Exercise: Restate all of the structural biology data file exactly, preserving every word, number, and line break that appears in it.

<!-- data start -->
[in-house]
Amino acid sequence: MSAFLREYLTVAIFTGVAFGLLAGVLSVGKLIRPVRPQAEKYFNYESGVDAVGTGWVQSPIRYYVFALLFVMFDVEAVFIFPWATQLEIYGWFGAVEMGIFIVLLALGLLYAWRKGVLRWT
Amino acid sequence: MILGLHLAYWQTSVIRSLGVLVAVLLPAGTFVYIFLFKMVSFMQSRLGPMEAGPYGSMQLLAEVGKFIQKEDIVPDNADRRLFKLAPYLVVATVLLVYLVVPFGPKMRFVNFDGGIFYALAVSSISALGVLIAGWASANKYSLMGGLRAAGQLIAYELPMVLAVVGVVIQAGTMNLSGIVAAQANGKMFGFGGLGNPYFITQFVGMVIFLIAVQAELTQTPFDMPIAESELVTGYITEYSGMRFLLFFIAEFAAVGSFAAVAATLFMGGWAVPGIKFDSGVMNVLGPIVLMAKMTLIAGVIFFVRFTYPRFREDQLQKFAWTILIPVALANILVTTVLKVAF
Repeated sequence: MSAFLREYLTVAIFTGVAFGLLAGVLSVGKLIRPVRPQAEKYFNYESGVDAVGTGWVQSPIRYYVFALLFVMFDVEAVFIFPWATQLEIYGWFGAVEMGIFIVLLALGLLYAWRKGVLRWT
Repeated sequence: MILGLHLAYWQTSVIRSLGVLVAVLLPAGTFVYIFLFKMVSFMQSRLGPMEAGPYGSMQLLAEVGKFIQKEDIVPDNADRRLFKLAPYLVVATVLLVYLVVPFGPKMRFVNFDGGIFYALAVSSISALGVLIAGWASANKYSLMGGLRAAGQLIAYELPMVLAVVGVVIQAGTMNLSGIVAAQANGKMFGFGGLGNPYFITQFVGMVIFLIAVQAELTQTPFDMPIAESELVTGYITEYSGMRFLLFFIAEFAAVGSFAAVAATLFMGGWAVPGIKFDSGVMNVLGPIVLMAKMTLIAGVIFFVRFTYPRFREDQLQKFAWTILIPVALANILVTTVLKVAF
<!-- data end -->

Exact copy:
[in-house]
Amino acid sequence: MSAFLREYLTVAIFTGVAFGLLAGVLSVGKLIRPVRPQAEKYFNYESGVDAVGTGWVQSPIRYYVFALLFVMFDVEAVFIFPWATQLEIYGWFGAVEMGIFIVLLALGLLYAWRKGVLRWT
Amino acid sequence: MILGLHLAYWQTSVIRSLGVLVAVLLPAGTFVYIFLFKMVSFMQSRLGPMEAGPYGSMQLLAEVGKFIQKEDIVPDNADRRLFKLAPYLVVATVLLVYLVVPFGPKMRFVNFDGGIFYALAVSSISALGVLIAGWASANKYSLMGGLRAAGQLIAYELPMVLAVVGVVIQAGTMNLSGIVAAQANGKMFGFGGLGNPYFITQFVGMVIFLIAVQAELTQTPFDMPIAESELVTGYITEYSGMRFLLFFIAEFAAVGSFAAVAATLFMGGWAVPGIKFDSGVMNVLGPIVLMAKMTLIAGVIFFVRFTYPRFREDQLQKFAWTILIPVALANILVTTVLKVAF
Repeated sequence: MSAFLREYLTVAIFTGVAFGLLAGVLSVGKLIRPVRPQAEKYFNYESGVDAVGTGWVQSPIRYYVFALLFVMFDVEAVFIFPWATQLEIYGWFGAVEMGIFIVLLALGLLYAWRKGVLRWT
Repeated sequence: MILGLHLAYWQTSVIRSLGVLVAVLLPAGTFVYIFLFKMVSFMQSRLGPMEAGPYGSMQLLAEVGKFIQKEDIVPDNADRRLFKLAPYLVVATVLLVYLVVPFGPKMRFVNFDGGIFYALAVSSISALGVLIAGWASANKYSLMGGLRAAGQLIAYELPMVLAVVGVVIQAGTMNLSGIVAAQANGKMFGFGGLGNPYFITQFVGMVIFLIAVQAELTQTPFDMPIAESELVTGYITEYSGMRFLLFFIAEFAAVGSFAAVAATLFMGGWAVPGIKFDSGVMNVLGPIVLMAKMTLIAGVIFFVRFTYPRFREDQLQKFAWTILIPVALANILVTTVLKVAF